In addition to this institutional knowledge benefit, running this data science platform on a cloud instance allows us to scale up the platform easily. With the ability to deploy to Kubernetes, scaling your deployment as your data science team grows is a huge benefit while only requiring you to pay for what you need to, when you need it.
This move to cloud comes with some tangential benefits which are often overlooked. Providing your data science team with a cloud-based environment has a number of benefits:
- The cost of hardware for your data science staff can be reduced to low cost laptops rather than costly high end on-premise hardware.
- By providing a centralized development platform, you allow remote and mobile work which is a key discriminator for hiring the best talent.
- By enhancing flexibility, you are better positioned to remain productive in unforeseen circumstances.
This last point cannot be overstated. At the beginning of the Covid-19 lockdown, a nationwide company whose data team was tied to desktops found themselves struggling to provide enough equipment to continue working through the lockdown. As a result, their data science team could not function and were unable to provide insights that would have been invaluable through these changing times. By contrast, here at Mango, our data science platform strategy allowed us to switch seamlessly to remote working, add value to our partners and deliver insights when they were needed most.
Building agility into your basic ways of working means that you are well placed to adapt to unexpected events and adopt new platforms which are easier to update as technology moves on.
Once you have a centralized analytics platform and cloud-based infrastructure in place, how are you going to convince the business to use it? This is where the worlds of Business Intelligence and software dev-ops come to the rescue.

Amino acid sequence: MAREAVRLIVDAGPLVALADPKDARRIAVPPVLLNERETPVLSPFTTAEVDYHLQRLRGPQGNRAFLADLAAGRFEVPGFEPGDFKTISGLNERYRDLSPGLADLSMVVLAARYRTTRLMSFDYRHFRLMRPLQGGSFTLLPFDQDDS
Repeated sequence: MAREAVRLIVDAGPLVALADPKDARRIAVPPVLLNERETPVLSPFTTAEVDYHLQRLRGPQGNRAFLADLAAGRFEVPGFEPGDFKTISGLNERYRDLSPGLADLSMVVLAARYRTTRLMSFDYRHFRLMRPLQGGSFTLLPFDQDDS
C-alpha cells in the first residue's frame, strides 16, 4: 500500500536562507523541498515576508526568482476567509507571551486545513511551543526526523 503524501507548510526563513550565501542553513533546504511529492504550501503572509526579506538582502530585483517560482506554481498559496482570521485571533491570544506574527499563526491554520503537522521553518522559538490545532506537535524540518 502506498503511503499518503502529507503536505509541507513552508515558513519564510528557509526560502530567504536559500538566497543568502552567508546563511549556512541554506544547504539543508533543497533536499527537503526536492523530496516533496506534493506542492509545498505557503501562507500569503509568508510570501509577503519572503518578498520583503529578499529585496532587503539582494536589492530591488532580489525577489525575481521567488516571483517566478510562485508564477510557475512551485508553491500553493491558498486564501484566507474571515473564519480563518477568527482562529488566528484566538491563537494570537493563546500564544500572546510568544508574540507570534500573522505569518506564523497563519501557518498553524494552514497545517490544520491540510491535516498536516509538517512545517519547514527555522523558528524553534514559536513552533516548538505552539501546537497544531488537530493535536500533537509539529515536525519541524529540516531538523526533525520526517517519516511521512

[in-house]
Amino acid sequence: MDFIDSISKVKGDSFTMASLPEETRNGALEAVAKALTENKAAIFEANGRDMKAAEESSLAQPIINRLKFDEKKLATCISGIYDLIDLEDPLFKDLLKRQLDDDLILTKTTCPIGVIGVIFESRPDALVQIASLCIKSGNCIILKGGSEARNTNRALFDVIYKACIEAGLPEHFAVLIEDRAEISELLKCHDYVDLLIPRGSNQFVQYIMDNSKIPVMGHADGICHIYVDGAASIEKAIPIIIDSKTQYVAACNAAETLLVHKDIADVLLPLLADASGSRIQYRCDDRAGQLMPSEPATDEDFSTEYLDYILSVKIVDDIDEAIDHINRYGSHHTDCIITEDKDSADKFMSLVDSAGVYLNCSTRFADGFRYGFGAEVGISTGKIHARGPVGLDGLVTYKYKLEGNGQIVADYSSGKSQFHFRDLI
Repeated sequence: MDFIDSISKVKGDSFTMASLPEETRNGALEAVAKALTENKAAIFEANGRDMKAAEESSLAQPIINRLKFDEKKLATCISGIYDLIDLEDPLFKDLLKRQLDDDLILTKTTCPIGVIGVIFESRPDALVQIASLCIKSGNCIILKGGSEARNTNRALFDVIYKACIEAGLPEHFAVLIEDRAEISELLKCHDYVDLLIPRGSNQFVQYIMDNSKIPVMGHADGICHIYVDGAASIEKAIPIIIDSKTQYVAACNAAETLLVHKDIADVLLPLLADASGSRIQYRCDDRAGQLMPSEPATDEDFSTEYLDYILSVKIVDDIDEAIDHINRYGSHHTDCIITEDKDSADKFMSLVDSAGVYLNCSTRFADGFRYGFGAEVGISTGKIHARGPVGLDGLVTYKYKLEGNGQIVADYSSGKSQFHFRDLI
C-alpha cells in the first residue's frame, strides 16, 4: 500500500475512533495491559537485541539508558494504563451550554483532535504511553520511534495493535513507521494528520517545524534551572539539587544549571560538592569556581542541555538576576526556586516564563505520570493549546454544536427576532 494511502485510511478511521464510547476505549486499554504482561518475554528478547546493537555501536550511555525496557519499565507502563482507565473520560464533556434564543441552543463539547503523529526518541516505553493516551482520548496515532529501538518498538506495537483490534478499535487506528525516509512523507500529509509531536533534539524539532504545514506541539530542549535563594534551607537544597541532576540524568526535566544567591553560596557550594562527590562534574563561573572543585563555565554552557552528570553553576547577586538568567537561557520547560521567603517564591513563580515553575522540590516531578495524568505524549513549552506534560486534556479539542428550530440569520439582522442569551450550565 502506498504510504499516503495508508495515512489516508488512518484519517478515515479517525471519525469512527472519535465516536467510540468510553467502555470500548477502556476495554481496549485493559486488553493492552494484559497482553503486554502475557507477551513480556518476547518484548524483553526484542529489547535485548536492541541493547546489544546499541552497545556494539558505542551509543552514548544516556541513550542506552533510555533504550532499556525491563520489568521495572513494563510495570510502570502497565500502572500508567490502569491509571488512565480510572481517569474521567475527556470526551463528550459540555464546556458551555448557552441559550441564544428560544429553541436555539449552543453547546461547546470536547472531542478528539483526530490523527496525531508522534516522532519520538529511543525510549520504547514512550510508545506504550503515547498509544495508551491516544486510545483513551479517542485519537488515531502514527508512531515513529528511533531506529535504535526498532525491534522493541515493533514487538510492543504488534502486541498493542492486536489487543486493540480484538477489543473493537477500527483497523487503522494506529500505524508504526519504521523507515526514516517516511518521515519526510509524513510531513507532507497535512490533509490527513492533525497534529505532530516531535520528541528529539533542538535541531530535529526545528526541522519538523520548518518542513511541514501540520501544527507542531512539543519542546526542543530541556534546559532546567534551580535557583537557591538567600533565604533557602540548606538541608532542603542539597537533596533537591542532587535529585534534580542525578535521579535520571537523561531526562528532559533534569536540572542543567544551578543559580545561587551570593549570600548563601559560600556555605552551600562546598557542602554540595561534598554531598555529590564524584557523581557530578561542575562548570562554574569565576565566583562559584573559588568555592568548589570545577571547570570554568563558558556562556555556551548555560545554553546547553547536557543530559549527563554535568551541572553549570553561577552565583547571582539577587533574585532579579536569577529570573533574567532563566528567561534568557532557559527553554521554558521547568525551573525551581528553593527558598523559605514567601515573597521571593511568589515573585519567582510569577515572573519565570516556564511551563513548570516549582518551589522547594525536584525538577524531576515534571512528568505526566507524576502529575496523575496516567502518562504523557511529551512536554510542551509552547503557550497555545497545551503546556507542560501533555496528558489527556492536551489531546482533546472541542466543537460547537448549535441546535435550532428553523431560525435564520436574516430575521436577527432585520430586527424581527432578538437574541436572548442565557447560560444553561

Analytics-backed dashboards using technologies like Shiny and RStudio Connect or Plotly and Dash for Python means you can quickly and easily create front ends for business users to access results from your models. You can also easily expose APIs that allow your websites to be backed by scalable models, potentially creating new ways for customers to engage with your business.
A word of caution here: Doing this without considering how you are going to maintain and update what have now become software products can be dangerous. Models may go out of date, functionality can become irrelevant, and the business can become disillusioned. Fortunately, these are solved problems in the web world, and solutions such as containers and Kubernetes alongside CI/CD tools make this a simpler challenge. As a consultancy, we have a tried and tested solutions that expose APIs from R or Python that back high-throughput websites from across a number of sectors for our customers.
Collaborative forms of communications
The last piece of the puzzle for your data science team to be productive has nothing to do with data science but is instead about empathy and communication. Your data science team may create insights from your data, but they are like a rudderless ship without input from the business. Understanding business problems and what has value to the wider enterprise requires good communication. This means that your data scientists have to partner with people who understand the sales and marketing strategy. And if you are to embrace the ethos of flexibility as protection against the future, then good video-conferencing and other technological communications are essential.
Written by Dean Wood, Principal Data Science Consultant at Mango Solutions, also published as guest blog on our partner RStudio’s website.